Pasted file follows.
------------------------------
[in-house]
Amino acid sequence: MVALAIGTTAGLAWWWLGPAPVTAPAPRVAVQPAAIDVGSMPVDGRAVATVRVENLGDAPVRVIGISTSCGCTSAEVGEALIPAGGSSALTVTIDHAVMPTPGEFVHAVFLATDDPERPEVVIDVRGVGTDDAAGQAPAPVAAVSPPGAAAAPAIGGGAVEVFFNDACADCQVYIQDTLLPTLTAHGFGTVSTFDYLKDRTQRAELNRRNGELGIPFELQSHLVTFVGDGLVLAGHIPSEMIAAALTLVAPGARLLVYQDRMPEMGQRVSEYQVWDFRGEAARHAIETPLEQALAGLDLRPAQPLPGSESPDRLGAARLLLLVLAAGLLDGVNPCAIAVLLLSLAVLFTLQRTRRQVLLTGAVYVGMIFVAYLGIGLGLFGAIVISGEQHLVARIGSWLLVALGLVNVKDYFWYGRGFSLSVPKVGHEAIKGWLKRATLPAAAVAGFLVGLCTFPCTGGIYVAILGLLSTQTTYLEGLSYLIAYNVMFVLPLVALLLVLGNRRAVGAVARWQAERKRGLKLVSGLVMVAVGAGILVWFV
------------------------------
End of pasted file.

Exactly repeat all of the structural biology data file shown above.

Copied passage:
[in-house]
Amino acid sequence: MVALAIGTTAGLAWWWLGPAPVTAPAPRVAVQPAAIDVGSMPVDGRAVATVRVENLGDAPVRVIGISTSCGCTSAEVGEALIPAGGSSALTVTIDHAVMPTPGEFVHAVFLATDDPERPEVVIDVRGVGTDDAAGQAPAPVAAVSPPGAAAAPAIGGGAVEVFFNDACADCQVYIQDTLLPTLTAHGFGTVSTFDYLKDRTQRAELNRRNGELGIPFELQSHLVTFVGDGLVLAGHIPSEMIAAALTLVAPGARLLVYQDRMPEMGQRVSEYQVWDFRGEAARHAIETPLEQALAGLDLRPAQPLPGSESPDRLGAARLLLLVLAAGLLDGVNPCAIAVLLLSLAVLFTLQRTRRQVLLTGAVYVGMIFVAYLGIGLGLFGAIVISGEQHLVARIGSWLLVALGLVNVKDYFWYGRGFSLSVPKVGHEAIKGWLKRATLPAAAVAGFLVGLCTFPCTGGIYVAILGLLSTQTTYLEGLSYLIAYNVMFVLPLVALLLVLGNRRAVGAVARWQAERKRGLKLVSGLVMVAVGAGILVWFV